* “Bad” service, as you describe, may or may not be the servers fault. For instance, you said, “…it took our server a longer than usual time to get to our table to even take our drink order.” Sometimes you are seated incorrectly by the host and the server is not aware you are even there. My kids have complained about this sort of thing to the management, but unless they train the hosts better, that type of thing happens. Also, with as tight as the job market is, managers are forced to use the people they have as there often aren’t additional people available.
    * The restaurant may be intentionally scheduling less people since they have the table top units, resulting in less personal interaction but still getting the job done.
    * You said, ” A few minutes later, the server stopped by, quickly apologized, and took our drink order. By the time she returned, our appetizers had arrived (delivered by someone else). Our server returned one more time to deliver some sour cream asked for by my wife.” So the server did take your drink order (and presumably serve them) and also did return to your table with sour cream for the appetizers. The, “delivered by someone else,” is not unusual at restaurants, especially if busy. Often times people are designated as “food runners” to do exactly what happened with you. That person is part of the tip out from the servers and part of the service.
    * Lastly, servers usually get customers seated in their section or assigned to them so that all servers get a roughly even number of customers. By you going in and only having a $16 check, you kept that server from getting a larger check from a couple having dinner. Even though you only had appetizers and a drink, the amount of effort required is almost the same as if you had ordered an entire dinner. I have the same problem in reverse, sometimes, when I order wine or something more expensive. Should the tip be significantly larger because you ordered a $50 bottle of wine with dinner? That’s a different discussion, but on the low side you should consider there should be some minimum you would tip because those people often don’t even get paid minimum wage and rely on the tips to make up the difference. When I go to coffee shops for breakfast or lunch, I try to tip at least $3-$4, even though 15%-20% might only be $1.00-$1.50. For me, I wouldn’t feel right tipping that little, especially if I took advantage of a special (Happy Hour, breakfast special, etc.) and had a discount. I try to figure what the bill would’ve been before the discount in those situations.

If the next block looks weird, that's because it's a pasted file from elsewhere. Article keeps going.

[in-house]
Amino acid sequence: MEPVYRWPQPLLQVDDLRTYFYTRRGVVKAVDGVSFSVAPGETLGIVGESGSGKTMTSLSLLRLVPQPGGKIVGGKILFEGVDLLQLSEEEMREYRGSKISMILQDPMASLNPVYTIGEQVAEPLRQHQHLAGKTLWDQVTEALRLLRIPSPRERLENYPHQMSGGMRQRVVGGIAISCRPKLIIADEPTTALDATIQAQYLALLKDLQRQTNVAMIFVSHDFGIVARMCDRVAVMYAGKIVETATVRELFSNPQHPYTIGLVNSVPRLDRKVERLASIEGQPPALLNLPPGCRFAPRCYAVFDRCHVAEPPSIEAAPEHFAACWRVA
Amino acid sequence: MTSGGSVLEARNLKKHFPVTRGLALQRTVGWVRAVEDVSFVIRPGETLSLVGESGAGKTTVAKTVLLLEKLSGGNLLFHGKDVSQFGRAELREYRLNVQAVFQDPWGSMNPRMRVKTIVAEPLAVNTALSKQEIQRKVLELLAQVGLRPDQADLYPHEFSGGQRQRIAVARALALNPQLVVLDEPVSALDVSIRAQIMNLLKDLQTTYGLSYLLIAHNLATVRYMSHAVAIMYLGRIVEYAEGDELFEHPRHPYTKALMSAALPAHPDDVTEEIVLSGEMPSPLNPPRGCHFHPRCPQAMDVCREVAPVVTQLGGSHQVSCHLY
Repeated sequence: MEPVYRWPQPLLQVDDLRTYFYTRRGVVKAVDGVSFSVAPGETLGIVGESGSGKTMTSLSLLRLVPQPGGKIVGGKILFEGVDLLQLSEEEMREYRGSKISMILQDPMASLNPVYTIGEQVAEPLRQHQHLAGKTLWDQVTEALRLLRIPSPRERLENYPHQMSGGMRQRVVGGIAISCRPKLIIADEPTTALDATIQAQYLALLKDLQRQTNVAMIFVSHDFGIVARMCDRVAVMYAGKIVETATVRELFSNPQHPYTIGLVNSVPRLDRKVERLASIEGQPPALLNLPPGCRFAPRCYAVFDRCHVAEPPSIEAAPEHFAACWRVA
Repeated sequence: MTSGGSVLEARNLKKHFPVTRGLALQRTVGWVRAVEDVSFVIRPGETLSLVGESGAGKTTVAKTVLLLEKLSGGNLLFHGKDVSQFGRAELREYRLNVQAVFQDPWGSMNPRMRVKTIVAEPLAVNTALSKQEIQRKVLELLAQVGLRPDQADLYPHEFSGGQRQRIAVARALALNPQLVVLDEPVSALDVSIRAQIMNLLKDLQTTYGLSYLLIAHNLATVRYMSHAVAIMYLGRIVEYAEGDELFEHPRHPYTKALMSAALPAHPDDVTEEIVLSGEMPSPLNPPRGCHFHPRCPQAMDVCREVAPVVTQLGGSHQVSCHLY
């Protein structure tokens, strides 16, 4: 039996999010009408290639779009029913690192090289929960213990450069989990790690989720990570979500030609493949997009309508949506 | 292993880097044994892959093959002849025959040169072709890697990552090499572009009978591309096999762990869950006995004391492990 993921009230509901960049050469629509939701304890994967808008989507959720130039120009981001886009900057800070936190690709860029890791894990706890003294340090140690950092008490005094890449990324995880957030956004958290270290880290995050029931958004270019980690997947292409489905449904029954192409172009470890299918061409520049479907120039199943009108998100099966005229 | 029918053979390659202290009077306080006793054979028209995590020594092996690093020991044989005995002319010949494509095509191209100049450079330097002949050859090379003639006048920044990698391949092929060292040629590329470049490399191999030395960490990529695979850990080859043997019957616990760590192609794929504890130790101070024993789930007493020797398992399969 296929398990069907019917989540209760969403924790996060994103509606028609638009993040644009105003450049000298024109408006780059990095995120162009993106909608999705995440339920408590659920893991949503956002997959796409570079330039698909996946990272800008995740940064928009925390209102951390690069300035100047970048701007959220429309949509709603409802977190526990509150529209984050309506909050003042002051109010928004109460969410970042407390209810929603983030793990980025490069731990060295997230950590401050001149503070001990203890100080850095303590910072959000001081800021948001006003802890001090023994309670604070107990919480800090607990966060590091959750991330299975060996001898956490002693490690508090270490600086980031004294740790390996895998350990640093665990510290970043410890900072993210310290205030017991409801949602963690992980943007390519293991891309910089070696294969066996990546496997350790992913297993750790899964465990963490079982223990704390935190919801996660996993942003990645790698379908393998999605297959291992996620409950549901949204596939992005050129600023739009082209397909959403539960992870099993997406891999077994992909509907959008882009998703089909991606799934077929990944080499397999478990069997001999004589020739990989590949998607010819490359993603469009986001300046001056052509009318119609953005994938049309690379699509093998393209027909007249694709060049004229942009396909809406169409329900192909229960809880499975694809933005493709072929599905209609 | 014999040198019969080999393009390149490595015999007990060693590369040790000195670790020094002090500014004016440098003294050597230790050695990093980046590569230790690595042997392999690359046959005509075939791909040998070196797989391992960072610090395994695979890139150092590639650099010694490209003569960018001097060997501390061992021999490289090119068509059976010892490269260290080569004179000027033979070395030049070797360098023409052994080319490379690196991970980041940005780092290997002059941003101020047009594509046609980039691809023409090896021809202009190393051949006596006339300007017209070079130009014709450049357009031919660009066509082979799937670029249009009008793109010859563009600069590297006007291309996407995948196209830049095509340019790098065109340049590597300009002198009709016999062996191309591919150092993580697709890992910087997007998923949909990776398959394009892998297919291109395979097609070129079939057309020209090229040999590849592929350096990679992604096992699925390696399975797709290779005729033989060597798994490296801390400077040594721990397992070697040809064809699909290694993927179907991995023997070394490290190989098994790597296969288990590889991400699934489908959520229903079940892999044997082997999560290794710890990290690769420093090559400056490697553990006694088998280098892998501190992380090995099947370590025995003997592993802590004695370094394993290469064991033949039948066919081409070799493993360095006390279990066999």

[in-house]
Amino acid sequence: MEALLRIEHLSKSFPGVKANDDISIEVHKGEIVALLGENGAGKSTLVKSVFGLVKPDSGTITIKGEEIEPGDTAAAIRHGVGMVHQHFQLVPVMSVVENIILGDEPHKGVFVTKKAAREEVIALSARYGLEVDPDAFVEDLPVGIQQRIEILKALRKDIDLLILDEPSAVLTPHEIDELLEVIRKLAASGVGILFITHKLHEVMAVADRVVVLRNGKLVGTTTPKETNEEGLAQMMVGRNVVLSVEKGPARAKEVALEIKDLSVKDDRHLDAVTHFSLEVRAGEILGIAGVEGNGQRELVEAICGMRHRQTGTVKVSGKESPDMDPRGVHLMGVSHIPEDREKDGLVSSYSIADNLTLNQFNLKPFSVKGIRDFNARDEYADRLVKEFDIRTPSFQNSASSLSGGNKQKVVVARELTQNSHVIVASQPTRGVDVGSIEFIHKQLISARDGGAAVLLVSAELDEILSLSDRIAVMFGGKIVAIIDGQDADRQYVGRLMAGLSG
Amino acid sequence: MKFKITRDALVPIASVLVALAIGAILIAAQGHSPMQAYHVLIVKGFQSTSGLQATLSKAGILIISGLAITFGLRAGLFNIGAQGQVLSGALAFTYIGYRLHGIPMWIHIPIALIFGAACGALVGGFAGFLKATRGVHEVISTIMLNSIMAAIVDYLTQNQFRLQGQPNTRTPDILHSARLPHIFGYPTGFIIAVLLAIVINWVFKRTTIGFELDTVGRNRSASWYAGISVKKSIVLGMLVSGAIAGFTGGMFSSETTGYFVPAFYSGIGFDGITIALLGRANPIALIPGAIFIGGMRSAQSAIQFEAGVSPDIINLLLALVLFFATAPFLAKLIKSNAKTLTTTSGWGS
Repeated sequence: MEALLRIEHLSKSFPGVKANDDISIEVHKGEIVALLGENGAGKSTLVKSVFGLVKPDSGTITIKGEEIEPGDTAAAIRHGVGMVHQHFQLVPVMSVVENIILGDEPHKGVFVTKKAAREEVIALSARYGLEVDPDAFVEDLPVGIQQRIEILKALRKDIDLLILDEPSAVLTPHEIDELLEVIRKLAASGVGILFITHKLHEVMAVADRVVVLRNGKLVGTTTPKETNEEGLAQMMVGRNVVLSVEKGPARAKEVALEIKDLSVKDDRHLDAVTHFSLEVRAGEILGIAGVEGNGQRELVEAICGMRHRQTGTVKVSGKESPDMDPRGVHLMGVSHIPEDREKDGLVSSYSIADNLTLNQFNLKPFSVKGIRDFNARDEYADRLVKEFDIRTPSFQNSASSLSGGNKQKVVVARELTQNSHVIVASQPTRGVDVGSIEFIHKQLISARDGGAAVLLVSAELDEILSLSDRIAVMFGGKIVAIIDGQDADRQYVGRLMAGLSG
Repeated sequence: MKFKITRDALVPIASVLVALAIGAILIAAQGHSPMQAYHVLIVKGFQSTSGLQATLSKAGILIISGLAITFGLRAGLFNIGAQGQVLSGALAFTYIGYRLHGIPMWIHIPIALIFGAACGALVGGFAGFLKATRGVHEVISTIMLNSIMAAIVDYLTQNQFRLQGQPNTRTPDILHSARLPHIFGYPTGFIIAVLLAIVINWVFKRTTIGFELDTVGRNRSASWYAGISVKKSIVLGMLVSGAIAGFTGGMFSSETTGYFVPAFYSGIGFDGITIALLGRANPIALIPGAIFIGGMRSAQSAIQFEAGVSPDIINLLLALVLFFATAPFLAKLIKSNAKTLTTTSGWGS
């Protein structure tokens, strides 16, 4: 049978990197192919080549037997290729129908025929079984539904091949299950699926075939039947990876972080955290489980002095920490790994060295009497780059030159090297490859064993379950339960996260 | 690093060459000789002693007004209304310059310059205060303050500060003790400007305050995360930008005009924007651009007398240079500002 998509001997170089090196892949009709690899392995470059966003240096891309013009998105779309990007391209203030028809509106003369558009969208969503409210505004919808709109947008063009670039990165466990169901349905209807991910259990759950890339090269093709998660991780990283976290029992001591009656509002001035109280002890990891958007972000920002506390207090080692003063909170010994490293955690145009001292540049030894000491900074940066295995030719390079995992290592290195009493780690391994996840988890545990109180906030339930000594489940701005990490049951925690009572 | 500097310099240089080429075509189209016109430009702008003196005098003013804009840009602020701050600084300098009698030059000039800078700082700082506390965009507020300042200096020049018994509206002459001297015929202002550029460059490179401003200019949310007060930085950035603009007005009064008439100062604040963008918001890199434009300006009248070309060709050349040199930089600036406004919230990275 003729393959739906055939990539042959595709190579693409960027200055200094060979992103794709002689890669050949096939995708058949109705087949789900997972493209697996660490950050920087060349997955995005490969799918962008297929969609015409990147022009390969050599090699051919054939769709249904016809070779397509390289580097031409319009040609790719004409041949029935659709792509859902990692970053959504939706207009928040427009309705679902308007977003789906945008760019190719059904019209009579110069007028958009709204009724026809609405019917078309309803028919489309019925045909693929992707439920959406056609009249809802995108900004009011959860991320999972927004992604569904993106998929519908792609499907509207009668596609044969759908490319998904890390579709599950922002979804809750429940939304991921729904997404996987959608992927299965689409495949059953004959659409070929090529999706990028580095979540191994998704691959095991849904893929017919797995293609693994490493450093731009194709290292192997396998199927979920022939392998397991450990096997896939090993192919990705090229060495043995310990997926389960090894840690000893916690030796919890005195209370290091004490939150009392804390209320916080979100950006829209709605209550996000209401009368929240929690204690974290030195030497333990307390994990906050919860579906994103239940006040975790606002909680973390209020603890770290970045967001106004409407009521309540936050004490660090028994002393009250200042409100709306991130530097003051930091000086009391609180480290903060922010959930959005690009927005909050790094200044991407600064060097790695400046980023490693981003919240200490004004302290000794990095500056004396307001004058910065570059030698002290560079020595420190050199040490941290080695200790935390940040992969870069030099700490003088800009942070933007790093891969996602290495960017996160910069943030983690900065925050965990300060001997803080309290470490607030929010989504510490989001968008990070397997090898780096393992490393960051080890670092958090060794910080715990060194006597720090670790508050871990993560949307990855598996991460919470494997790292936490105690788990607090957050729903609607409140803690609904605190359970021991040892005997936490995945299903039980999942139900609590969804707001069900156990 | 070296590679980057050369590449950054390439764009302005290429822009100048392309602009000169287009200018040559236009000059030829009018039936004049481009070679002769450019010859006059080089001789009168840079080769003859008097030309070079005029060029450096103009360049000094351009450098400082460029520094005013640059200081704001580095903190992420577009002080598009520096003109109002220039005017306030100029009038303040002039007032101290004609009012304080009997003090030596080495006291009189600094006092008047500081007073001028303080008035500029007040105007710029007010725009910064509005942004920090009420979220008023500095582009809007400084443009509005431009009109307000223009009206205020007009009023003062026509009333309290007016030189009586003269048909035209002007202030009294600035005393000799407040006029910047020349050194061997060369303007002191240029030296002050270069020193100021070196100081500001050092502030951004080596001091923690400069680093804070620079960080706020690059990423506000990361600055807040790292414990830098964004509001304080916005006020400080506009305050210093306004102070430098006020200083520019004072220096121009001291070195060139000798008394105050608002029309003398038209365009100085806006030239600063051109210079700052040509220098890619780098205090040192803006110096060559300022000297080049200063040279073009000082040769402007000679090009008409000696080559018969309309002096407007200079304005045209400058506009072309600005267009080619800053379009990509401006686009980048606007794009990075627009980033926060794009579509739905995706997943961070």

I’m guessing this might prompt some negative feedback, but it is what I have learned (second hand) and how I understand the system as it is set up. My short answer is, I would likely leave, at a minimum, 12% for bad service. (I’d still leave some minimum amount regardless.) Believe me, the server will notice, and it does send a message. If you have a concern (or a compliment), talk to the manager. They will know if the server was busy, customers were seated incorrectly, etc., or if the server really is not doing a good job. The table top unit is a tool and a server is still needed to some extent and the system is set up to pay those people through tipping.